Jan Oberholzer, Eskom’s chief operating officer, told City Press on the sidelines of the African Mining Indaba, held in Cape Town this week, that as far back as September, the Eskom board was given the go-ahead to work on matters related to the splitting of the utility.

“What is important is that we take organised labour with us – that is critical,” he added.

Oberholzer said that the first change ahead of the unbundling of Eskom would be to change reporting lines in the corporation. Costs would be involved in the “functional unbundling”, added Oberholzer, but these costs had yet to be quantified.

Regarding the effect of this unbundling on jobs, Oberholzer said that this was not yet clear. However, he added, “productivity is not the way it should be”.

“The focus is on making sure that with the unbundled structure, productivity is the way it should be. That will guide what the optimal structure will be.”

Ramaphosa told Parliament this week that splitting Eskom into three state-owned entities would “ensure that we isolate costs and give responsibility to each appropriate entity”.

“Of ... immediate importance is the need for the entity to manage an independent, state-owned transmission grid, combined with the systems operator and power planning, procurement and buying functions,” he added.

“Security of energy supply is an absolute imperative. Eskom is in crisis and the risks it poses to South Africa are great. In responding to this crisis, we are informed by the need to minimise any adverse economic cost to the consumer or taxpayer.”

To try to plug its need for money to cover debt servicing, capital expenditure and mounting losses, Eskom has applied to the National Energy Regulator of SA (Nersa) for significant hikes in power prices over the three years ending March 2022.

It also wants to recover a revenue shortfall of R21.6 billion for the 2017/18 financial year as a result of declining power sales.

The utility has been warned that the more than 15% hike in power prices it is seeking will have a severe effect on the economy, including job losses and the closure of vulnerable businesses.

Eskom is also talking to National Treasury about a record bailout of R100 billion.

Hadebe told City Press on the sidelines of the mining indaba that the bailout quantum depended on what level of power tariffs Nersa would approve. The way that Eskom would get back on its feet would be through cost containment, an above-inflation increase in power prices and the recapitalisation of the utility.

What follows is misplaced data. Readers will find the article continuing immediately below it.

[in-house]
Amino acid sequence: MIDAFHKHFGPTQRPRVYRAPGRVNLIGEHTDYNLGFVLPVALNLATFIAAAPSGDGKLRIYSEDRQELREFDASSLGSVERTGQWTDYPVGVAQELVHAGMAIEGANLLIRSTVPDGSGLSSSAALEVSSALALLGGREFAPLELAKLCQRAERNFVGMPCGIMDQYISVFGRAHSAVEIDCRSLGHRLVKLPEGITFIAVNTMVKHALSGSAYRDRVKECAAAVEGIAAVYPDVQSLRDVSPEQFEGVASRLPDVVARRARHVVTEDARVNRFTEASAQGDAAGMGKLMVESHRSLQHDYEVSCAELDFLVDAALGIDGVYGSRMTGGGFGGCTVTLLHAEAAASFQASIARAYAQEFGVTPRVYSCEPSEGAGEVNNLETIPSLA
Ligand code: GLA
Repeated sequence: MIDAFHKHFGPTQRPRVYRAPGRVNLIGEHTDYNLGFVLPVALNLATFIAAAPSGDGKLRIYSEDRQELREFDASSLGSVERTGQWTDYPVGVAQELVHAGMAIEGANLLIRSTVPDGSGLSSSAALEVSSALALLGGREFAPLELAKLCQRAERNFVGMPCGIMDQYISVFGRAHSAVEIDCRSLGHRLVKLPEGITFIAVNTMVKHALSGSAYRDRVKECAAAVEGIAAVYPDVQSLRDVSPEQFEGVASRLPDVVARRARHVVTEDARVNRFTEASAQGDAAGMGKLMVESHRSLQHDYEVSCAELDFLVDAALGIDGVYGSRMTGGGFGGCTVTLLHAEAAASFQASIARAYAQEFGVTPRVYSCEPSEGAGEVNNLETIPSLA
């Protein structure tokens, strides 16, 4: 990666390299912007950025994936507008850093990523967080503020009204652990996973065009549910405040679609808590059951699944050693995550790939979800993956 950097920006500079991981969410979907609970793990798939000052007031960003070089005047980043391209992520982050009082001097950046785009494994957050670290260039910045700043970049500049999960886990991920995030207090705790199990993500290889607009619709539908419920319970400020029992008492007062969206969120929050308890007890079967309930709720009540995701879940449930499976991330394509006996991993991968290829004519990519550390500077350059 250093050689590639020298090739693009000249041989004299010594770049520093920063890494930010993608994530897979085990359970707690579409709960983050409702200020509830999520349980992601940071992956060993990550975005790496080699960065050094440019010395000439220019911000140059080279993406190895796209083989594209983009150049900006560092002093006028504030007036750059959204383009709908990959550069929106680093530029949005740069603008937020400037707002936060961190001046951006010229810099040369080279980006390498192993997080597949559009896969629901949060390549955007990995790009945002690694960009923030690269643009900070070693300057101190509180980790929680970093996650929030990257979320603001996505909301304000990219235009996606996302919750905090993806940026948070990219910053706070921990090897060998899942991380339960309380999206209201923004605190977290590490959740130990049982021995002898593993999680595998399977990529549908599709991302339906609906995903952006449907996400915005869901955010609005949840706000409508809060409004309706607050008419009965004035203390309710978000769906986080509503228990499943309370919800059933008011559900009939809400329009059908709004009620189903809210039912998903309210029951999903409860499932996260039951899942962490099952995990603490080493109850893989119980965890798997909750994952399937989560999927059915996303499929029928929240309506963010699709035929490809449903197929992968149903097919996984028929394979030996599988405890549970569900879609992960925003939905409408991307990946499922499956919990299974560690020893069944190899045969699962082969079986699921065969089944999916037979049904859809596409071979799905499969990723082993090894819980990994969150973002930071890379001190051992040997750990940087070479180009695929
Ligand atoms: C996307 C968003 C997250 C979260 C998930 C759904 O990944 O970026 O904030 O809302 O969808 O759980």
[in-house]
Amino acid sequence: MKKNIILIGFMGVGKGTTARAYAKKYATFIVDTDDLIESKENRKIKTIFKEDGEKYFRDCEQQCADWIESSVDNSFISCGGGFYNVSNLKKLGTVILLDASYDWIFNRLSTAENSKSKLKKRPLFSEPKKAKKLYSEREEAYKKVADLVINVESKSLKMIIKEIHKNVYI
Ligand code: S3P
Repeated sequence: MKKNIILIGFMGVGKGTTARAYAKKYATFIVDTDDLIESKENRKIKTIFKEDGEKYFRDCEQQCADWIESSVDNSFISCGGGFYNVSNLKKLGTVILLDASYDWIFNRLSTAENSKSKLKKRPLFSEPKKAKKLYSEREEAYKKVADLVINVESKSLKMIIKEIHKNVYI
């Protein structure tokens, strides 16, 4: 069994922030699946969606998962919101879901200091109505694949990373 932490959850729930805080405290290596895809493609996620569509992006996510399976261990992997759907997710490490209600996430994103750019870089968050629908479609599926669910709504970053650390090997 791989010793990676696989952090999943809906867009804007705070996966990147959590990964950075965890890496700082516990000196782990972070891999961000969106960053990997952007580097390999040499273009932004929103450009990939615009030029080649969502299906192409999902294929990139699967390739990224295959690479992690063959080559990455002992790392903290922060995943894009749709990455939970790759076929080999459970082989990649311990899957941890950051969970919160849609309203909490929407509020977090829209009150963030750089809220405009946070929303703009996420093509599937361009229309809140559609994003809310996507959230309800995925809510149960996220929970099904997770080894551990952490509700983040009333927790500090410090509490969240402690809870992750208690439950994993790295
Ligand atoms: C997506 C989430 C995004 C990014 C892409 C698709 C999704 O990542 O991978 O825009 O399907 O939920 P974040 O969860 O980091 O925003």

“The enabler to ensure that everything works is the ring-fencing of Eskom into different business units,” Hadebe said, adding that restructuring Eskom into separate units could take two to three years once it received state approval.

Ramaphosa said the government would support Eskom’s woeful financial position, adding that Mboweni would provide more details about this in his budget speech on February 20.

“This we will do without burdening the fiscus with unmanageable debt,” he added, referring to the risk that any extra debt would have on the state’s creditworthiness, currently rated at subinvestment grade by both S&P Global and Fitch.

Economist Thabi Leoka said: “It was clear then – and even before then – that Eskom is too big and too costly. She added that the utility’s increasing requests for power price hikes and its escalating municipal debts were clear signs that the utility was overstretched and the taxpayer was overburdened.

Tanya Cohen, the CEO of Business Unity SA, said they supported the acknowledgment that Eskom was the biggest risk to the fiscus and, in its current state, was unsustainable.

Sandile Zungu, president of the Black Business Council (BBC), said; “We believe this move will simplify and streamline the management of Eskom and enhance its capacity to restructure its debt as well as raise money from the capital markets.”

Brenda Martin, CEO of the SA Wind Energy Association, said the unbundling would open the way for the procurement of new renewable energy.

“This is a welcome change from stop-start procurement over the past three years, which has inhibited investment, jobs and growth in the sector.”